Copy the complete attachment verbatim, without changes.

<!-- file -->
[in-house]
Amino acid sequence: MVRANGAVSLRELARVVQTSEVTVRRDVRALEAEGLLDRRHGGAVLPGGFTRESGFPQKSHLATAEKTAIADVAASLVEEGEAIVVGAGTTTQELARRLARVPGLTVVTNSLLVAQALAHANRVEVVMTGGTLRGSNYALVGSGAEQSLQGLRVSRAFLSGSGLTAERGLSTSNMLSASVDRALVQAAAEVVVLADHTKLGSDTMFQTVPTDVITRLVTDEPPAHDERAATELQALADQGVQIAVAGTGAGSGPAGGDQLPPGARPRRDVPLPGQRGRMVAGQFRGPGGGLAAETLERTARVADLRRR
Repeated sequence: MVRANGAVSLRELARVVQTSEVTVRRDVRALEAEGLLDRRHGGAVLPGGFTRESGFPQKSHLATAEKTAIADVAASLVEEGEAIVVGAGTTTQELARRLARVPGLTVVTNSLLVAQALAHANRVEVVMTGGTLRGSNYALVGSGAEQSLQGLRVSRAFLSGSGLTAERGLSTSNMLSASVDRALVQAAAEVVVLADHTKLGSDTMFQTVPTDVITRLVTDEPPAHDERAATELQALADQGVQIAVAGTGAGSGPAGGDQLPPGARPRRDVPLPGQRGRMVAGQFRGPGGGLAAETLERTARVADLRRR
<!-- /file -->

[in-house]
Amino acid sequence: MVRANGAVSLRELARVVQTSEVTVRRDVRALEAEGLLDRRHGGAVLPGGFTRESGFPQKSHLATAEKTAIADVAASLVEEGEAIVVGAGTTTQELARRLARVPGLTVVTNSLLVAQALAHANRVEVVMTGGTLRGSNYALVGSGAEQSLQGLRVSRAFLSGSGLTAERGLSTSNMLSASVDRALVQAAAEVVVLADHTKLGSDTMFQTVPTDVITRLVTDEPPAHDERAATELQALADQGVQIAVAGTGAGSGPAGGDQLPPGARPRRDVPLPGQRGRMVAGQFRGPGGGLAAETLERTARVADLRRR
Repeated sequence: MVRANGAVSLRELARVVQTSEVTVRRDVRALEAEGLLDRRHGGAVLPGGFTRESGFPQKSHLATAEKTAIADVAASLVEEGEAIVVGAGTTTQELARRLARVPGLTVVTNSLLVAQALAHANRVEVVMTGGTLRGSNYALVGSGAEQSLQGLRVSRAFLSGSGLTAERGLSTSNMLSASVDRALVQAAAEVVVLADHTKLGSDTMFQTVPTDVITRLVTDEPPAHDERAATELQALADQGVQIAVAGTGAGSGPAGGDQLPPGARPRRDVPLPGQRGRMVAGQFRGPGGGLAAETLERTARVADLRRR